Press Release

Friday, August 28, 2020

Stretch of State Route 35 in Daly City To Be Named After Local Filipina TrailblazerThe California State Legislature gave the greenlight to a resolution designating a portion of State Route 35 in Daly City as the Alice Peña Bulos Memorial Highway, honoring the legacy of a local Filipina leader. The Senate’s approval of ACR 165 today was the final step needed to allow supporters to raise private funds for the cost of signs bearing the new name.

“We see the influence of Alice Peña Bulos throughout our communities, as well as in elected local and state government leadership. That’s why she’s considered the Godmother of Filipino American politics and empowerment. It’s my honor to carry the legislation that celebrates her legacy,” said Assemblymember Phil Ting (D-San Francisco), author of ACR 165.

Bulos was born in the Philippines on March 31, 1930. After earning her degrees at the University of Santo Tomas in Manila, she became Professor of Sociology, then Chair of the department. In 1972, she moved to California, where her activism began.

Over the span of four decades, Bulos – affectionately known as “Tita Alice” – empowered and mentored generations of Filipino Americans, encouraging them to amplify their voices through civic participation & public office. In the 1990s, President Bill Clinton appointed her to the National Council on Aging, becoming the first Fil-Am selected by a sitting president to serve on a federal post. She also served on the Filipino American Caucus for the California Democratic Party, the National Filipino Women’s Network, and the National Asian Pacific Democratic Council. Bulos passed away in 2016 at the age of 86.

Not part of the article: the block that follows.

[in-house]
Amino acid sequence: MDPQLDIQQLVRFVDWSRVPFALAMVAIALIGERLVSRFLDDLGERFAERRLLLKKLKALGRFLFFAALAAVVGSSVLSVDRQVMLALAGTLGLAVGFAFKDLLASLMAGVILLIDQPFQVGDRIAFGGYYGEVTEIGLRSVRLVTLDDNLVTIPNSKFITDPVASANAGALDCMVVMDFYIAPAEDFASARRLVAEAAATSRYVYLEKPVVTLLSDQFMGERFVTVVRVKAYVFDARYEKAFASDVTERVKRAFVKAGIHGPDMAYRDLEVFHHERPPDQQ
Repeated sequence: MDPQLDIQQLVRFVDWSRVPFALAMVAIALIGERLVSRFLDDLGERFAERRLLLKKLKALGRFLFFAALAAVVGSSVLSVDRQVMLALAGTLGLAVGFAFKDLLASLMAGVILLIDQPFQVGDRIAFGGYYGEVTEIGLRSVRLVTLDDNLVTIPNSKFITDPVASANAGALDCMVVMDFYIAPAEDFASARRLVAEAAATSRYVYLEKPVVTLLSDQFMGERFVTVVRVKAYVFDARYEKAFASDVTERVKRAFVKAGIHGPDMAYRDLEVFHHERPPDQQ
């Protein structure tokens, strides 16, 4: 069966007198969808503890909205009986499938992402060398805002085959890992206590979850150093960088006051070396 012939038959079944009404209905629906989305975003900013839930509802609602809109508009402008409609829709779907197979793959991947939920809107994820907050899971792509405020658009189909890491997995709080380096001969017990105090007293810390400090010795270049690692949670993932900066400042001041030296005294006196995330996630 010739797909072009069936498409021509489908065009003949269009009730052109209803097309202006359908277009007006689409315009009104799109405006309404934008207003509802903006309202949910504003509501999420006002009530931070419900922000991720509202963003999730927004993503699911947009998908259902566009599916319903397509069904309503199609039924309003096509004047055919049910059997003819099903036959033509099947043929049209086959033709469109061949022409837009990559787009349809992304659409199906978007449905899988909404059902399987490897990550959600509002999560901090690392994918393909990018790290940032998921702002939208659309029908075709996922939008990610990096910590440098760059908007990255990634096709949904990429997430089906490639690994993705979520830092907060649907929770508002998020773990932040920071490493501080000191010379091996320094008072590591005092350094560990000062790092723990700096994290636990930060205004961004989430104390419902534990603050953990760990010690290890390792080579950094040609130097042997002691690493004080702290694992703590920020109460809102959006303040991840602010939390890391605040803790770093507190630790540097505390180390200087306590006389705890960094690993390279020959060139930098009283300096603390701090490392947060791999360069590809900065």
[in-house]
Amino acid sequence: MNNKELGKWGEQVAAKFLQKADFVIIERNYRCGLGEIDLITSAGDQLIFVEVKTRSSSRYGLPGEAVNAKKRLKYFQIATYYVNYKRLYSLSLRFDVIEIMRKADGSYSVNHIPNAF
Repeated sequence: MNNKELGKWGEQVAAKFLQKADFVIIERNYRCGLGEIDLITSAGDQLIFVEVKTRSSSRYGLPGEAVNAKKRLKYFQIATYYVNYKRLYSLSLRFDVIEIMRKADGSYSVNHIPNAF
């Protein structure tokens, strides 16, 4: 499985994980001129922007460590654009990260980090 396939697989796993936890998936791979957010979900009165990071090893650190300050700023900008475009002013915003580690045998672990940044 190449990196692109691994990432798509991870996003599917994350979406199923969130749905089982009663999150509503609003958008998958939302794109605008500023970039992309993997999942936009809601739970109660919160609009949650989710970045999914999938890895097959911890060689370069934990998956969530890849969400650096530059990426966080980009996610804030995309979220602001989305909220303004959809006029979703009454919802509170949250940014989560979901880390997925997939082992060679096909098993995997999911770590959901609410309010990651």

“Throughout her life, ‘Tita Alice’ was committed to opening doors for young Fil-Ams who wanted to enter public service and politics, but did not see themselves represented in those places of power. Tita Alice has left an everlasting mark in commuters all over California and especially here in the Bay Area where she called home. While she is no longer with us, her memory lives on in her family and the numerous friends, supporters, and pupils she inspired over her decades of service,” said the Filipino American Democratic Club of San Mateo County, whose members include Daly City and South San Francisco Council members, as well as other prominent San Mateo County Filipino American leaders.

The highway signs are expected to be installed next year.

Wednesday, August 26, 2020
Publication: City News

As the COVID-19 pandemic continues and the school year begins, San Francisco city leaders joined other public officials, including vice presidential candidate Sen. Kamala Harris, on Wednesday to call on schools to stand up against racism aimed at students of Asian and Pacific Islander descent.